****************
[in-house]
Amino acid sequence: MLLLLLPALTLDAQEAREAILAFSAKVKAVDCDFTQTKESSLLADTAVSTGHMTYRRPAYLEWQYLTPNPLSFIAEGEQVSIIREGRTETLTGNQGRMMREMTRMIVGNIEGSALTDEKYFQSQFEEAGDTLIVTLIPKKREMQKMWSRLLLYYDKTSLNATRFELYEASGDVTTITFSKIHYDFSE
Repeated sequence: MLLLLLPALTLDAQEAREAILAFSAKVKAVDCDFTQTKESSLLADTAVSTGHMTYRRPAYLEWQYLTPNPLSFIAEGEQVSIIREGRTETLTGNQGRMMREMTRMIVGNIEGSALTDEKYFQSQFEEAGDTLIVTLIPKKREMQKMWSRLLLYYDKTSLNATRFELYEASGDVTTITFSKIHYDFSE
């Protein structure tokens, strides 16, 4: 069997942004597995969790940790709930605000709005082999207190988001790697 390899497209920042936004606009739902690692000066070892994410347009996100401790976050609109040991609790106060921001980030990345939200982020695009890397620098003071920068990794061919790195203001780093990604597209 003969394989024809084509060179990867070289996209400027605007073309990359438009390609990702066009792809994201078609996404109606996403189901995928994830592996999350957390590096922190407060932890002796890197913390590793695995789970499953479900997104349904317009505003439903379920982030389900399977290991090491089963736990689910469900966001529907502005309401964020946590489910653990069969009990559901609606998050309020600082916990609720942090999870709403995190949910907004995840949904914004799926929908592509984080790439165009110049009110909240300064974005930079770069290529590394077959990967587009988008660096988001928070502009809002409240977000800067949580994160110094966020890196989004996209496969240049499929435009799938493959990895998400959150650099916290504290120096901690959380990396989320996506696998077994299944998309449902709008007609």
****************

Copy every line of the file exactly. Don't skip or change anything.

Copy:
[in-house]
Amino acid sequence: MLLLLLPALTLDAQEAREAILAFSAKVKAVDCDFTQTKESSLLADTAVSTGHMTYRRPAYLEWQYLTPNPLSFIAEGEQVSIIREGRTETLTGNQGRMMREMTRMIVGNIEGSALTDEKYFQSQFEEAGDTLIVTLIPKKREMQKMWSRLLLYYDKTSLNATRFELYEASGDVTTITFSKIHYDFSE
Repeated sequence: MLLLLLPALTLDAQEAREAILAFSAKVKAVDCDFTQTKESSLLADTAVSTGHMTYRRPAYLEWQYLTPNPLSFIAEGEQVSIIREGRTETLTGNQGRMMREMTRMIVGNIEGSALTDEKYFQSQFEEAGDTLIVTLIPKKREMQKMWSRLLLYYDKTSLNATRFELYEASGDVTTITFSKIHYDFSE
């Protein structure tokens, strides 16, 4: 069997942004597995969790940790709930605000709005082999207190988001790697 390899497209920042936004606009739902690692000066070892994410347009996100401790976050609109040991609790106060921001980030990345939200982020695009890397620098003071920068990794061919790195203001780093990604597209 003969394989024809084509060179990867070289996209400027605007073309990359438009390609990702066009792809994201078609996404109606996403189901995928994830592996999350957390590096922190407060932890002796890197913390590793695995789970499953479900997104349904317009505003439903379920982030389900399977290991090491089963736990689910469900966001529907502005309401964020946590489910653990069969009990559901609606998050309020600082916990609720942090999870709403995190949910907004995840949904914004799926929908592509984080790439165009110049009110909240300064974005930079770069290529590394077959990967587009988008660096988001928070502009809002409240977000800067949580994160110094966020890196989004996209496969240049499929435009799938493959990895998400959150650099916290504290120096901690959380990396989320996506696998077994299944998309449902709008007609």